Rumors are swirling around of hedge funds in trouble, massive margin calls sent to overleveraged actors crowded in the same favorite names leading to forced selling, thus creating the mayhem we currently see under the apparent calm surface of the indices. These rumors seem to be confirmed when one looks at trading volumes, which have exploded higher. To us, it only confirms the fact that, a) one should be very careful investing in hedge funds and b) hedge funds are just one big fraternity with most of the portfolio managers following each other in the same investments, in the best example of groupthink one can witness.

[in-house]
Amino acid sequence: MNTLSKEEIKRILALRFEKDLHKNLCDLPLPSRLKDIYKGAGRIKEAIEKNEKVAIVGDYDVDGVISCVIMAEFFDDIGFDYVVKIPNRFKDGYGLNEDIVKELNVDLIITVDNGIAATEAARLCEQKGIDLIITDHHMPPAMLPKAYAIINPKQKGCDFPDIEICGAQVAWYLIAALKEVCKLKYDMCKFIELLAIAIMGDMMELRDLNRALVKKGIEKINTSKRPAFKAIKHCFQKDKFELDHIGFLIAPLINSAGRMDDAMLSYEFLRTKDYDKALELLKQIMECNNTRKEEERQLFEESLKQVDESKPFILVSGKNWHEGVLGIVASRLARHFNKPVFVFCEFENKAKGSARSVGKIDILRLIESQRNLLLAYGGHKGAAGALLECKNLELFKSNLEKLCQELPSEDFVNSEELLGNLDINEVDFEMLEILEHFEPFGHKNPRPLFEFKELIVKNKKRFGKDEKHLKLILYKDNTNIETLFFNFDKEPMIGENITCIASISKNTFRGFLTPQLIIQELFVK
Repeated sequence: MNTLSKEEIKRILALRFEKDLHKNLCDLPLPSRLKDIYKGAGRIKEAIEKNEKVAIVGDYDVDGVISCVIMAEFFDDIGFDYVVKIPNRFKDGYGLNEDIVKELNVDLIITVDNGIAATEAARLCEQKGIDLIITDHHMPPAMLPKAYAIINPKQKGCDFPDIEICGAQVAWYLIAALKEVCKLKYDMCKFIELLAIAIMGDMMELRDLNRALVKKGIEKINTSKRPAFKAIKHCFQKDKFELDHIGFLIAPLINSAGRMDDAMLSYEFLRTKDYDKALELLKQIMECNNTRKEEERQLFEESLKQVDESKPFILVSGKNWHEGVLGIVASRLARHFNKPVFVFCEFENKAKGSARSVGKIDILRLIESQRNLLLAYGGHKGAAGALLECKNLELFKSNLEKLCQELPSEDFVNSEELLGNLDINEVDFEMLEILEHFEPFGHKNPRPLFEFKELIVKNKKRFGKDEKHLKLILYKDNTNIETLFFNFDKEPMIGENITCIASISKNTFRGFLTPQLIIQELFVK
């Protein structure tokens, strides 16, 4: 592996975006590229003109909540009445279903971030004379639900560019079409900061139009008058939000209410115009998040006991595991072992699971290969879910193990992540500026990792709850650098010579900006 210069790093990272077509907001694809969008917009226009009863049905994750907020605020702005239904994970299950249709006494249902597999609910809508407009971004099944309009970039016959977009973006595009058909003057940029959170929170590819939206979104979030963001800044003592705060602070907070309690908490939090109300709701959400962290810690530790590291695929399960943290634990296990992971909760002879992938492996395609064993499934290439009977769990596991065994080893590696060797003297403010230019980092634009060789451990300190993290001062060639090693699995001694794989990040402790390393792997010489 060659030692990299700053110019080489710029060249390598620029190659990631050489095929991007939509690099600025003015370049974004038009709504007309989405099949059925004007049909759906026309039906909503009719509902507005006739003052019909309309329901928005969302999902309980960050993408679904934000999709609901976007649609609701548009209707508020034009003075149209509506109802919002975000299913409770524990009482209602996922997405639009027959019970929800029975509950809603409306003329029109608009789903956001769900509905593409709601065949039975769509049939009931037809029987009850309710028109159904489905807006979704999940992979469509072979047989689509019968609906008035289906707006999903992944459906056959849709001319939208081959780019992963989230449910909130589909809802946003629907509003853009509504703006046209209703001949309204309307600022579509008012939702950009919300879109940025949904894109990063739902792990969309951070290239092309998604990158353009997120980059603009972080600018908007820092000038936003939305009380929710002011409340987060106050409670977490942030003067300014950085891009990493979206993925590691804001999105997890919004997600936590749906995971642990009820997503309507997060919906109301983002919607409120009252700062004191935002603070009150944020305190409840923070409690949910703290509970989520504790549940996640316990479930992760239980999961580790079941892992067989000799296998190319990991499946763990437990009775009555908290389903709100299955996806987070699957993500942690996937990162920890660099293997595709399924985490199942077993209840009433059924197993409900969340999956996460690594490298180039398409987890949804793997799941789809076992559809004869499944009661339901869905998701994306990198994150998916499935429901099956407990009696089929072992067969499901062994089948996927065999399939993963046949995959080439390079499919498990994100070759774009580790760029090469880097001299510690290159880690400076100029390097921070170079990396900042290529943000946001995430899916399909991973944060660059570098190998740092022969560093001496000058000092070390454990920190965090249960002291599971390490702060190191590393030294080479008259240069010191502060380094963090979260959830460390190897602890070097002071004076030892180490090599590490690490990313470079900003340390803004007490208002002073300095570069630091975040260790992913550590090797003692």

European markets have, for now, not been as schizophrenic as the ones across the pond but sector rotation is still the name of the game, with previous high flyers such as Total Energies down almost 7%, BNP Paribas down almost 8% and Accor Hotels down 16%. Ever since March 2020, the markets have been in great flux, with massive amounts of money flowing from one sector to the other, from work-from-home stocks to reopening plays and back, according to the latest news. While most of the companies we invest in have somewhat benefited from the changes derived from the pandemic, we have never worried about those flows. We sometimes benefited, sometimes suffered, from them but we never cared about them and nor should you.